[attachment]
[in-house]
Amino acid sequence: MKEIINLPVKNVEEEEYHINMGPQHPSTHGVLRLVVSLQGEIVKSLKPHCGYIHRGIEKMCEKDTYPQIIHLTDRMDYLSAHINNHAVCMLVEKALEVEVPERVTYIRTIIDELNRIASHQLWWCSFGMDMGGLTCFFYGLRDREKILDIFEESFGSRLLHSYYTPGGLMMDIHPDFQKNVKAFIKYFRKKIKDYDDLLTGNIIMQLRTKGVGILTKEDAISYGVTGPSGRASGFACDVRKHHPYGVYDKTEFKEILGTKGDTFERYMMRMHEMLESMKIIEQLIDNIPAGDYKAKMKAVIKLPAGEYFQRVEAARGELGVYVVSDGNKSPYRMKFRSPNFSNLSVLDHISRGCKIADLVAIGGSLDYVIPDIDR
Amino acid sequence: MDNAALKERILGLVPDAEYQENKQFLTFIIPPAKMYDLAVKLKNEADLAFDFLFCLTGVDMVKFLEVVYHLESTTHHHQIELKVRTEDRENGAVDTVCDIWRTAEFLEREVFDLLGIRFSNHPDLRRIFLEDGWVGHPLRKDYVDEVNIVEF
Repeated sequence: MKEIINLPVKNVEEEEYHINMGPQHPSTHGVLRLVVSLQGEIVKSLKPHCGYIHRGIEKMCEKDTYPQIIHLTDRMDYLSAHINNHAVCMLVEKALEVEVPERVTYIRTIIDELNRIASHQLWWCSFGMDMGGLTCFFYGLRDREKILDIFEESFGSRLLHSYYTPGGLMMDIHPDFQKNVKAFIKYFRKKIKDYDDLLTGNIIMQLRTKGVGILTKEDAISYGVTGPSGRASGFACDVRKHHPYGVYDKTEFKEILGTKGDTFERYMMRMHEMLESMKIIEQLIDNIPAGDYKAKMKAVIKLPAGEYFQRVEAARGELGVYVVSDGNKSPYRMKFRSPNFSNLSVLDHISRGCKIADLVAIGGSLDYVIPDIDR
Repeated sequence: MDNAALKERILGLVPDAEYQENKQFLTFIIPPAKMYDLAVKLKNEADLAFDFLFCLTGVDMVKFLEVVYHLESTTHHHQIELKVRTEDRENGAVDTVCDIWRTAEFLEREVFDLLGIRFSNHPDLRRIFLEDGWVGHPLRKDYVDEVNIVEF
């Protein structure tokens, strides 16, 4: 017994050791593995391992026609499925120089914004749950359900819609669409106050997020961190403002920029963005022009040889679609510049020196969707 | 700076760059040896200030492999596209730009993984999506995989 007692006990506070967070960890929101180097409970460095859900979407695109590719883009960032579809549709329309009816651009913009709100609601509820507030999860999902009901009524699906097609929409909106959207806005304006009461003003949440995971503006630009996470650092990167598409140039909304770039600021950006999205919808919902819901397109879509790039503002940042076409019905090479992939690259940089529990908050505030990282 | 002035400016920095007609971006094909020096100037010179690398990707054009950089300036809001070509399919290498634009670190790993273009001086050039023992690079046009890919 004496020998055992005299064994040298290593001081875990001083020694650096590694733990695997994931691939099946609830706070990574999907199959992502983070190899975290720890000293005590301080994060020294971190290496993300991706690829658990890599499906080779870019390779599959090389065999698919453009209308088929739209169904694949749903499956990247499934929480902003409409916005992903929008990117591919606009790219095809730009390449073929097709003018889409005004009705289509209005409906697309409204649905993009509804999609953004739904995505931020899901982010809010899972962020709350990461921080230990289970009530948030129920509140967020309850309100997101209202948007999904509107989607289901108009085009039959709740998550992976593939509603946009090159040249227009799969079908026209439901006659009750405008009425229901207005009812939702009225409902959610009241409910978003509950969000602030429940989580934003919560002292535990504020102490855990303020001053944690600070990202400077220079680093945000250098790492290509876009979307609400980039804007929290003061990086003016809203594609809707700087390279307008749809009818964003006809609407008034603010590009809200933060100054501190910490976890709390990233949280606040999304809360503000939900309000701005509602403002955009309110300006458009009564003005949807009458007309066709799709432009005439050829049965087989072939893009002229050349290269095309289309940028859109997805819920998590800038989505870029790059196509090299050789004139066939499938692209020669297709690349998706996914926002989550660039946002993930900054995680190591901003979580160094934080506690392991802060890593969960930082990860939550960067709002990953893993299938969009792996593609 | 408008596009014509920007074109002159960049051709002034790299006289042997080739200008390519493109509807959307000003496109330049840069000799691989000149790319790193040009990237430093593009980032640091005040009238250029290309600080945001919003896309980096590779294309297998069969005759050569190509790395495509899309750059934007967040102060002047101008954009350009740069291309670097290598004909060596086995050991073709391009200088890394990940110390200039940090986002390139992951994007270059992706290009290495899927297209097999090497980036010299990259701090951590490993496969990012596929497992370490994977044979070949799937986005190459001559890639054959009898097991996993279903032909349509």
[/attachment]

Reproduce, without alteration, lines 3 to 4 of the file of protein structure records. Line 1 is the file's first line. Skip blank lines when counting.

Amino acid sequence: MDNAALKERILGLVPDAEYQENKQFLTFIIPPAKMYDLAVKLKNEADLAFDFLFCLTGVDMVKFLEVVYHLESTTHHHQIELKVRTEDRENGAVDTVCDIWRTAEFLEREVFDLLGIRFSNHPDLRRIFLEDGWVGHPLRKDYVDEVNIVEF
Repeated sequence: MKEIINLPVKNVEEEEYHINMGPQHPSTHGVLRLVVSLQGEIVKSLKPHCGYIHRGIEKMCEKDTYPQIIHLTDRMDYLSAHINNHAVCMLVEKALEVEVPERVTYIRTIIDELNRIASHQLWWCSFGMDMGGLTCFFYGLRDREKILDIFEESFGSRLLHSYYTPGGLMMDIHPDFQKNVKAFIKYFRKKIKDYDDLLTGNIIMQLRTKGVGILTKEDAISYGVTGPSGRASGFACDVRKHHPYGVYDKTEFKEILGTKGDTFERYMMRMHEMLESMKIIEQLIDNIPAGDYKAKMKAVIKLPAGEYFQRVEAARGELGVYVVSDGNKSPYRMKFRSPNFSNLSVLDHISRGCKIADLVAIGGSLDYVIPDIDR